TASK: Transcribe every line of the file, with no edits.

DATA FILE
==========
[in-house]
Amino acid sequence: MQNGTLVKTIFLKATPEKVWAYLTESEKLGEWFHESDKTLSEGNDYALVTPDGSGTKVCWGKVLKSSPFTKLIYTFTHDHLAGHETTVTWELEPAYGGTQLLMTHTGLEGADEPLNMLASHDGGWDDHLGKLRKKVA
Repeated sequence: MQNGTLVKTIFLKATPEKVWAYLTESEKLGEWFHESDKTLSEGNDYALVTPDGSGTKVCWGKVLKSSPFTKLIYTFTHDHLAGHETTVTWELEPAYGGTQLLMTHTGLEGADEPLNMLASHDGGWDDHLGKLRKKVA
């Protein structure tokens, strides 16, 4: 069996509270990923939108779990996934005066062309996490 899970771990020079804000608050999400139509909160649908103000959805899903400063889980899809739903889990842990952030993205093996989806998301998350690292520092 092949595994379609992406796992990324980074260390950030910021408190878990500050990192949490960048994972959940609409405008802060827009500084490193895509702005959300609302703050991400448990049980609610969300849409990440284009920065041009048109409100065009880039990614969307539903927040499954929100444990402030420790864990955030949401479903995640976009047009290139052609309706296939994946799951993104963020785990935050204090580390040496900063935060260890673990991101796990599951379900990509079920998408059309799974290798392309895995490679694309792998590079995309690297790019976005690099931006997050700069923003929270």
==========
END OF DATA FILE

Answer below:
[in-house]
Amino acid sequence: MQNGTLVKTIFLKATPEKVWAYLTESEKLGEWFHESDKTLSEGNDYALVTPDGSGTKVCWGKVLKSSPFTKLIYTFTHDHLAGHETTVTWELEPAYGGTQLLMTHTGLEGADEPLNMLASHDGGWDDHLGKLRKKVA
Repeated sequence: MQNGTLVKTIFLKATPEKVWAYLTESEKLGEWFHESDKTLSEGNDYALVTPDGSGTKVCWGKVLKSSPFTKLIYTFTHDHLAGHETTVTWELEPAYGGTQLLMTHTGLEGADEPLNMLASHDGGWDDHLGKLRKKVA
């Protein structure tokens, strides 16, 4: 069996509270990923939108779990996934005066062309996490 899970771990020079804000608050999400139509909160649908103000959805899903400063889980899809739903889990842990952030993205093996989806998301998350690292520092 092949595994379609992406796992990324980074260390950030910021408190878990500050990192949490960048994972959940609409405008802060827009500084490193895509702005959300609302703050991400448990049980609610969300849409990440284009920065041009048109409100065009880039990614969307539903927040499954929100444990402030420790864990955030949401479903995640976009047009290139052609309706296939994946799951993104963020785990935050204090580390040496900063935060260890673990991101796990599951379900990509079920998408059309799974290798392309895995490679694309792998590079995309690297790019976005690099931006997050700069923003929270």